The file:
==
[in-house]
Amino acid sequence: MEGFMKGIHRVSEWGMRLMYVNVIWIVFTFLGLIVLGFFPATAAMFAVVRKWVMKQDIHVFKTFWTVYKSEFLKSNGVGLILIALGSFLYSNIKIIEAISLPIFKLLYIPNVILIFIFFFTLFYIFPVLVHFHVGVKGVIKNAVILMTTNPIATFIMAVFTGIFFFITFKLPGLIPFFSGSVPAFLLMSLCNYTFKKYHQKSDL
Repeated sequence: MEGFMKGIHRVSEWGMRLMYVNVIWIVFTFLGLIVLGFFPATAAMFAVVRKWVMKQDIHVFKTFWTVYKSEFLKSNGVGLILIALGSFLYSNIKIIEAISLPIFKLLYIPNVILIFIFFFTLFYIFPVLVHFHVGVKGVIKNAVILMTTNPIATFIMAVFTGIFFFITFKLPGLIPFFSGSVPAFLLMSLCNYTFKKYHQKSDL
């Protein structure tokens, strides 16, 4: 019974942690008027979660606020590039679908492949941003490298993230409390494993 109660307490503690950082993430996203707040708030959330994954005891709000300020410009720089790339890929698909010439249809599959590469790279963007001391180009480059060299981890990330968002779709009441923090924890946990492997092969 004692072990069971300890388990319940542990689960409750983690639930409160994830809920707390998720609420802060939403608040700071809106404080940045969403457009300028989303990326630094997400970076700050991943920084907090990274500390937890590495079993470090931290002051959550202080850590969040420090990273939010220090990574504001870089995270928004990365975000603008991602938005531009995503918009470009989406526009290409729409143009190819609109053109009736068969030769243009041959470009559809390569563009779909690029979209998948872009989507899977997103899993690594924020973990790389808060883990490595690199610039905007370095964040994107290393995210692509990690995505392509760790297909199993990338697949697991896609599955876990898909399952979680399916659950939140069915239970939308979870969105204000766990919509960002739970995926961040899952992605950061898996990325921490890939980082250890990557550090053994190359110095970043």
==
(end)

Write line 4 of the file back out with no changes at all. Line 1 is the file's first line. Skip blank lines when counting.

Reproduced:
């Protein structure tokens, strides 16, 4: 019974942690008027979660606020590039679908492949941003490298993230409390494993 109660307490503690950082993430996203707040708030959330994954005891709000300020410009720089790339890929698909010439249809599959590469790279963007001391180009480059060299981890990330968002779709009441923090924890946990492997092969 004692072990069971300890388990319940542990689960409750983690639930409160994830809920707390998720609420802060939403608040700071809106404080940045969403457009300028989303990326630094997400970076700050991943920084907090990274500390937890590495079993470090931290002051959550202080850590969040420090990273939010220090990574504001870089995270928004990365975000603008991602938005531009995503918009470009989406526009290409729409143009190819609109053109009736068969030769243009041959470009559809390569563009779909690029979209998948872009989507899977997103899993690594924020973990790389808060883990490595690199610039905007370095964040994107290393995210692509990690995505392509760790297909199993990338697949697991896609599955876990898909399952979680399916659950939140069915239970939308979870969105204000766990919509960002739970995926961040899952992605950061898996990325921490890939980082250890990557550090053994190359110095970043």